They drove on for nearly an hour. The midshipmen were cramped, jammed between hard boxes, in the dark. Staley felt his throat tighten and was afraid to talk any more. There might be a catch in his voice, something to communicate his fears to the others, and he couldn't let them know he was as afraid as they were. He wished for something to happen, a fight, anything- There were starts and stops. The truck jerked and turned, then came to a halt. They waited. The sliding door opened and Charlie stood framed in light.
"Don't move," she said. There were Warriors behind her, weapons ready. At least four.
Horst Staley growled in hatred. Betrayed! He reached for his pistol, but the cramped position prevented him from drawing it.
"No, Horst!" Whitbread's Mode shouted. She twittered. Charlie hummed and clacked in reply. "Don't do anything," Whitbread's Mode said. "Charlie has commandeered an aircraft. The Warriors belong to its owner. They won't interfere as long as we go straight from here to the plane."
"But who are they?" Staley demanded. He kept his grip on the pistol. The odds looked impossible-the Warriors were poised and ready, and they looked deadly and efficient.
"I told you," Whitbread's Mode said. "They're a bodyguard. All Masters have them. Nearly all, anyway. Now get out, slowly, and keep your hands off your weapons. Don't make them think you might try to attack their Master. If they get that idea, we're all dead."
Staley estimated his chances. Not good. If he had Kelley and another Marine instead of Whitbread and Potter- "OK," he said. "Do as she says." He climbed slowly out of the van.
They were in a luggage-handling area. The Warriors stood in easy postures, leaning slightly forward on the balls of their wide, horned feet. It looked, Staley thought, like a karate stance. He caught a glimpse of motion near the wall. There were at least two more Warriors over there, under cover. Good thing he hadn't tried to fight.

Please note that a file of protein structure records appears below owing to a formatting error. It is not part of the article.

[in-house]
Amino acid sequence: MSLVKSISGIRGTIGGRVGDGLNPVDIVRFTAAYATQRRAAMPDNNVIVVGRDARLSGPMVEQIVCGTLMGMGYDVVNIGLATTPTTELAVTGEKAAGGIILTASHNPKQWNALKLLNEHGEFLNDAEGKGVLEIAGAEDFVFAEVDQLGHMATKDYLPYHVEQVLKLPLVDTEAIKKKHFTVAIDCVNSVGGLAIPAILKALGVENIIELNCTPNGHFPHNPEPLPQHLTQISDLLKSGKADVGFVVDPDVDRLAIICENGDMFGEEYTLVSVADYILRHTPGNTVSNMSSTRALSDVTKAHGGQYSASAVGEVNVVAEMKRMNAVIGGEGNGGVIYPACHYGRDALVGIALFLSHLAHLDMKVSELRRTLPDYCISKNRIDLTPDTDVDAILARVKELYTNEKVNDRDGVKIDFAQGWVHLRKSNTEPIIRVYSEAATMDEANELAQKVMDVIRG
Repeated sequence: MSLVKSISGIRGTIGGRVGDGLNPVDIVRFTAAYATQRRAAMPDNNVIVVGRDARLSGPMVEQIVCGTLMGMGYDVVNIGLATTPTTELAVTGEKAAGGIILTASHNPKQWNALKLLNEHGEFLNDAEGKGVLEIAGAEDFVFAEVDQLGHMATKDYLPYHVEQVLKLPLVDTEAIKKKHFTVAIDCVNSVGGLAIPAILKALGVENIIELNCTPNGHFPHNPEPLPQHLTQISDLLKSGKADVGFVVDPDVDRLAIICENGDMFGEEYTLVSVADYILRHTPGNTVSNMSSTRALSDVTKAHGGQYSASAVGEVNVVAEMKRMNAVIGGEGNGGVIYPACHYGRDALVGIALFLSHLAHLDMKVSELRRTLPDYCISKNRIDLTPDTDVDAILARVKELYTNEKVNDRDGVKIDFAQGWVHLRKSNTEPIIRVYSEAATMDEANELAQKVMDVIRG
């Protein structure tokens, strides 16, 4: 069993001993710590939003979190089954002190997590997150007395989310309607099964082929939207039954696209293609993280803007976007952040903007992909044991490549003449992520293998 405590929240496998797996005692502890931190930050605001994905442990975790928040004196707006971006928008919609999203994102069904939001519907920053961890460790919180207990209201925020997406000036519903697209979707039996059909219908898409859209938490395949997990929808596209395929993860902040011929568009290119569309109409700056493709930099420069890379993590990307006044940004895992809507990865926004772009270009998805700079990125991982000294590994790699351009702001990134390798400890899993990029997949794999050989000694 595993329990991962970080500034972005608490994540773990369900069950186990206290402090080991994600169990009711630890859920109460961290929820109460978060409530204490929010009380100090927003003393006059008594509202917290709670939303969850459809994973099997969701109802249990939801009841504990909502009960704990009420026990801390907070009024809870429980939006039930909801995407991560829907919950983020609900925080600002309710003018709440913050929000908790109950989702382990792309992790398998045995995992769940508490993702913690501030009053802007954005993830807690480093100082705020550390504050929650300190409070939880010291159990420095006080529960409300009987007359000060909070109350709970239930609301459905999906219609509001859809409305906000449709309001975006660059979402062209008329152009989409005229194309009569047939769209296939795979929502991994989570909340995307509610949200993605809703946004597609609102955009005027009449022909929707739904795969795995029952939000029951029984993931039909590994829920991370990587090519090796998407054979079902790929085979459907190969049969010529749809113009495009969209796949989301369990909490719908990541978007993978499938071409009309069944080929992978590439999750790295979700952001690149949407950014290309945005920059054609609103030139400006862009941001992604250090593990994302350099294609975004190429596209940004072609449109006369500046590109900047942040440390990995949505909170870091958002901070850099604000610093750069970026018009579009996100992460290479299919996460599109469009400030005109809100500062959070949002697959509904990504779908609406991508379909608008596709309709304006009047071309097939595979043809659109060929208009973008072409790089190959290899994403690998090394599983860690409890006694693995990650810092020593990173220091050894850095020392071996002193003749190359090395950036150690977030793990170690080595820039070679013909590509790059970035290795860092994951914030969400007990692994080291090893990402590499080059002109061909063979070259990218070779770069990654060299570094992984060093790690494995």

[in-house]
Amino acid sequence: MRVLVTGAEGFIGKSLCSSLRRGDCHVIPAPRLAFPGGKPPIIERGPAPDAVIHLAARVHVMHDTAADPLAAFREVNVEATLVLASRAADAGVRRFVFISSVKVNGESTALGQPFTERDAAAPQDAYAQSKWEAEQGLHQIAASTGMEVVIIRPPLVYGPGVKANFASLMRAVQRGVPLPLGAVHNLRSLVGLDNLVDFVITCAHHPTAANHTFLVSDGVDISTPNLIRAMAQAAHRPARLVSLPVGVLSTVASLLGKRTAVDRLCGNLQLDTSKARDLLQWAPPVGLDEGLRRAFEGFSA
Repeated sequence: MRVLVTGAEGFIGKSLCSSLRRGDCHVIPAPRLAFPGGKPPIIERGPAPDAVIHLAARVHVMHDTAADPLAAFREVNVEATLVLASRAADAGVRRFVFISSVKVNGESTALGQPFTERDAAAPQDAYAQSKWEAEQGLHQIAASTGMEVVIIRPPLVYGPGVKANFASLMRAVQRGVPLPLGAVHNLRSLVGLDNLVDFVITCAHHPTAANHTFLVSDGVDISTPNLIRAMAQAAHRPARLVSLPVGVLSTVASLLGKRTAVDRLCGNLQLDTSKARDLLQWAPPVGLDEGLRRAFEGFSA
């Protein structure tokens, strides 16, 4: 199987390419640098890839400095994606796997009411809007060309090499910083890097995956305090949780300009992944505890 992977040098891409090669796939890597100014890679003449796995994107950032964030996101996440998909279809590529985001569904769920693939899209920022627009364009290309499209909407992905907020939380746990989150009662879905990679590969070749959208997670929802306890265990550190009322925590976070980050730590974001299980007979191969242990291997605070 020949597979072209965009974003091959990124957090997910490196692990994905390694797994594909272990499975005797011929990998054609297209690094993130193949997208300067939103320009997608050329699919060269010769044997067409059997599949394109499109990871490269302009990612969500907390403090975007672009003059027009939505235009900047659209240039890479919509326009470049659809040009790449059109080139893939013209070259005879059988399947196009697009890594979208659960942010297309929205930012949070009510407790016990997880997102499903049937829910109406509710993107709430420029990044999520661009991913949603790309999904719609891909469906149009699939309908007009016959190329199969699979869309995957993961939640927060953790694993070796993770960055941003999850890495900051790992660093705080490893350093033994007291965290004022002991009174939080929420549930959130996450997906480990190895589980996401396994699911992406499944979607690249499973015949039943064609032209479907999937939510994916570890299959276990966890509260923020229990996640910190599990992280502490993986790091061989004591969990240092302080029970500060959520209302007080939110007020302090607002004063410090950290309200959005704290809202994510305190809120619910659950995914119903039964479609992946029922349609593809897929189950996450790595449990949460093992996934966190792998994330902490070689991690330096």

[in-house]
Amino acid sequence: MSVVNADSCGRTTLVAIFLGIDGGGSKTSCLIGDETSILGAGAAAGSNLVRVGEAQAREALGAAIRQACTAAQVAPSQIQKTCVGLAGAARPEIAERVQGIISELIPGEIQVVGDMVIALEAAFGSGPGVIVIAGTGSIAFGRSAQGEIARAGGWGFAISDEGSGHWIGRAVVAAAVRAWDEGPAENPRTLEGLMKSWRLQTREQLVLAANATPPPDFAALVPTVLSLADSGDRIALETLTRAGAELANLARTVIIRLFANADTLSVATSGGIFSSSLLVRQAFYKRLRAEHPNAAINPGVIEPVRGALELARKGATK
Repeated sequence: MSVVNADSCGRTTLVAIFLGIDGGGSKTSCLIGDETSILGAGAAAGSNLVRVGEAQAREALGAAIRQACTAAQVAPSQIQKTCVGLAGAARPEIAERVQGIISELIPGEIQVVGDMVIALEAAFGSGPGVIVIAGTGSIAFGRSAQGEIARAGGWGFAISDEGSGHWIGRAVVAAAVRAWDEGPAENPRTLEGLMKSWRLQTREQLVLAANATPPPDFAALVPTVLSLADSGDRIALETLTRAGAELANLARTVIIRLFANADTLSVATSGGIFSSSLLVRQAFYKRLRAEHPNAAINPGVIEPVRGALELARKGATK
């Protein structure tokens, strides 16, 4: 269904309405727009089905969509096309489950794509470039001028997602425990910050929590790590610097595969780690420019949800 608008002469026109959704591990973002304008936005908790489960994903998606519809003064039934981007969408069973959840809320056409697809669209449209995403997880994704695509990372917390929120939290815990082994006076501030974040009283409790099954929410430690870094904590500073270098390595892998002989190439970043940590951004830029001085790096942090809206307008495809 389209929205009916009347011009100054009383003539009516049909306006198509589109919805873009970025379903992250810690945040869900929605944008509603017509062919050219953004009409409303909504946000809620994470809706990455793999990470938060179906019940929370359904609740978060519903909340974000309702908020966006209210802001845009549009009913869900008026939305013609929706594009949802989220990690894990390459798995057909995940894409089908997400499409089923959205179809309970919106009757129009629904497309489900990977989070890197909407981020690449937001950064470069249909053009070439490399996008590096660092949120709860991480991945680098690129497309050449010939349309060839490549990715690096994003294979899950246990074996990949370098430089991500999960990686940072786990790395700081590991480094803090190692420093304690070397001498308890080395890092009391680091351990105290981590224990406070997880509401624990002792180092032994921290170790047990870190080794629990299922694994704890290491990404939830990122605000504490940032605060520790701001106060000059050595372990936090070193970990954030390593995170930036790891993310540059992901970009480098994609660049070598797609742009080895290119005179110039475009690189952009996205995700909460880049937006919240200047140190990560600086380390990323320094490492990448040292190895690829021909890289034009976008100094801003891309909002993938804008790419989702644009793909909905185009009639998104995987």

The Warriors watched them carefully, falling in behind the strange procession of a Mediator, three humans, another Mediator, and a Brown. Their weapons were held at the ready, not quite pointing at anyone, and they fanned out, never bunching up.
"Will nae yon decision maker call your Master when we are gone?" Potter asked.
The Modes twittered together. The Warriors seemed to pay no attention at all. "Charlie says yes. She'll notify both my Master and King Peter. But it gets us an airplane, doesn't it?"
The decision maker's personal aircraft was a streamlined wedge attended by several Browns. Charlie twittered at them and they began removing seats, bending metal, working at almost blinding speed. Several miniatures darted through the plane. Staley saw them and cursed, but softly, hoping the Moties wouldn't know why. They stood waiting. near the plan; and the Warriors watched them the whole time.
"I find this slightly unbelievable," said Whitbread "Doesn't the owner know we're fugitives?"
Whitbread's Motie nodded. "But not his fugitives. He only runs the (Bird Whistle) airport baggage section. He wouldn't assume the prerogatives of my Master. He's also talked to the (Bird Whistle) airport manager, and they both agree they don't want my Master and King Peter fighting here. Best to have us all out of here, fast."